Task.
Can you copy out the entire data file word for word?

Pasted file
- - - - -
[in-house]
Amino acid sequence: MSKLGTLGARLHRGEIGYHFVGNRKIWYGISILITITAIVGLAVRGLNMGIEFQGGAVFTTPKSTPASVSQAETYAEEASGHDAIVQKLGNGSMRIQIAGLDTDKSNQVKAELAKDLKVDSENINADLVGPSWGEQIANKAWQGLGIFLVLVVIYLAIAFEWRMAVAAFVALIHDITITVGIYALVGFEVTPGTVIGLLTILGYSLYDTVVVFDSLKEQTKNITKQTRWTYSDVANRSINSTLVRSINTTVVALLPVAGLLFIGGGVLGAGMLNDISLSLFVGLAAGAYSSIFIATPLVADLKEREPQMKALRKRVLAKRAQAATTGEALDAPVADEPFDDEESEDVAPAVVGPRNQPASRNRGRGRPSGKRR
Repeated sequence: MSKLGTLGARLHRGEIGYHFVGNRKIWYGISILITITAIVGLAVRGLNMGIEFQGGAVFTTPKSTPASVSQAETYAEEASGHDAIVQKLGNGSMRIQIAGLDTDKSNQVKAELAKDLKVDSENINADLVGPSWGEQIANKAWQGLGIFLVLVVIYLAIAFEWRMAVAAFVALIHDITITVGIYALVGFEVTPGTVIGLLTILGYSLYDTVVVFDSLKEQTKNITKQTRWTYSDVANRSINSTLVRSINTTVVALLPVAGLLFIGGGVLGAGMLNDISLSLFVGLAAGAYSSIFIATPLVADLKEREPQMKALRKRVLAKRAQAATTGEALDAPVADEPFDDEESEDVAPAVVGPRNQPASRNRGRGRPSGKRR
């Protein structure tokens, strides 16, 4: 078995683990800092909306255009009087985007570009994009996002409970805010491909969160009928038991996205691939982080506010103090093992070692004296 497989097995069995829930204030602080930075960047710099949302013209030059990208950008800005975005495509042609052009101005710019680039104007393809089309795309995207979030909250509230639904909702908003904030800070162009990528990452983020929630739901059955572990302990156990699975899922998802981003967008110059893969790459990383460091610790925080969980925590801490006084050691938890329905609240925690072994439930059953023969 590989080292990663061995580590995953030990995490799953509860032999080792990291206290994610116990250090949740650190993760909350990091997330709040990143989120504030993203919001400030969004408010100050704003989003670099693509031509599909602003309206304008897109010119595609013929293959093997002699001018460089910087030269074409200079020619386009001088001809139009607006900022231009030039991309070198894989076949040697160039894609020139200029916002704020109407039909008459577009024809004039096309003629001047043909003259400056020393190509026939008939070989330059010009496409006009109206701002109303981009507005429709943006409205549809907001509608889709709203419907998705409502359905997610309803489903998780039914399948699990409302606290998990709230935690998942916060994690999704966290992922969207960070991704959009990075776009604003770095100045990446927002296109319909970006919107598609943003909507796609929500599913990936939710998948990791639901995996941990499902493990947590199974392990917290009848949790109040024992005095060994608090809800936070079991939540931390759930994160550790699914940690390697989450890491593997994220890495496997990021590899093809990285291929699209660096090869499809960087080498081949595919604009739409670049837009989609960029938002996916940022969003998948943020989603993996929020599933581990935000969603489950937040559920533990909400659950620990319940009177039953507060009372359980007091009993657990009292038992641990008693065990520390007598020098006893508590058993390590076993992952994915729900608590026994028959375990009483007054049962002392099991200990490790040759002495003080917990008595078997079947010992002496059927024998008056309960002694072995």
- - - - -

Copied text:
[in-house]
Amino acid sequence: MSKLGTLGARLHRGEIGYHFVGNRKIWYGISILITITAIVGLAVRGLNMGIEFQGGAVFTTPKSTPASVSQAETYAEEASGHDAIVQKLGNGSMRIQIAGLDTDKSNQVKAELAKDLKVDSENINADLVGPSWGEQIANKAWQGLGIFLVLVVIYLAIAFEWRMAVAAFVALIHDITITVGIYALVGFEVTPGTVIGLLTILGYSLYDTVVVFDSLKEQTKNITKQTRWTYSDVANRSINSTLVRSINTTVVALLPVAGLLFIGGGVLGAGMLNDISLSLFVGLAAGAYSSIFIATPLVADLKEREPQMKALRKRVLAKRAQAATTGEALDAPVADEPFDDEESEDVAPAVVGPRNQPASRNRGRGRPSGKRR
Repeated sequence: MSKLGTLGARLHRGEIGYHFVGNRKIWYGISILITITAIVGLAVRGLNMGIEFQGGAVFTTPKSTPASVSQAETYAEEASGHDAIVQKLGNGSMRIQIAGLDTDKSNQVKAELAKDLKVDSENINADLVGPSWGEQIANKAWQGLGIFLVLVVIYLAIAFEWRMAVAAFVALIHDITITVGIYALVGFEVTPGTVIGLLTILGYSLYDTVVVFDSLKEQTKNITKQTRWTYSDVANRSINSTLVRSINTTVVALLPVAGLLFIGGGVLGAGMLNDISLSLFVGLAAGAYSSIFIATPLVADLKEREPQMKALRKRVLAKRAQAATTGEALDAPVADEPFDDEESEDVAPAVVGPRNQPASRNRGRGRPSGKRR
């Protein structure tokens, strides 16, 4: 078995683990800092909306255009009087985007570009994009996002409970805010491909969160009928038991996205691939982080506010103090093992070692004296 497989097995069995829930204030602080930075960047710099949302013209030059990208950008800005975005495509042609052009101005710019680039104007393809089309795309995207979030909250509230639904909702908003904030800070162009990528990452983020929630739901059955572990302990156990699975899922998802981003967008110059893969790459990383460091610790925080969980925590801490006084050691938890329905609240925690072994439930059953023969 590989080292990663061995580590995953030990995490799953509860032999080792990291206290994610116990250090949740650190993760909350990091997330709040990143989120504030993203919001400030969004408010100050704003989003670099693509031509599909602003309206304008897109010119595609013929293959093997002699001018460089910087030269074409200079020619386009001088001809139009607006900022231009030039991309070198894989076949040697160039894609020139200029916002704020109407039909008459577009024809004039096309003629001047043909003259400056020393190509026939008939070989330059010009496409006009109206701002109303981009507005429709943006409205549809907001509608889709709203419907998705409502359905997610309803489903998780039914399948699990409302606290998990709230935690998942916060994690999704966290992922969207960070991704959009990075776009604003770095100045990446927002296109319909970006919107598609943003909507796609929500599913990936939710998948990791639901995996941990499902493990947590199974392990917290009848949790109040024992005095060994608090809800936070079991939540931390759930994160550790699914940690390697989450890491593997994220890495496997990021590899093809990285291929699209660096090869499809960087080498081949595919604009739409670049837009989609960029938002996916940022969003998948943020989603993996929020599933581990935000969603489950937040559920533990909400659950620990319940009177039953507060009372359980007091009993657990009292038992641990008693065990520390007598020098006893508590058993390590076993992952994915729900608590026994028959375990009483007054049962002392099991200990490790040759002495003080917990008595078997079947010992002496059927024998008056309960002694072995």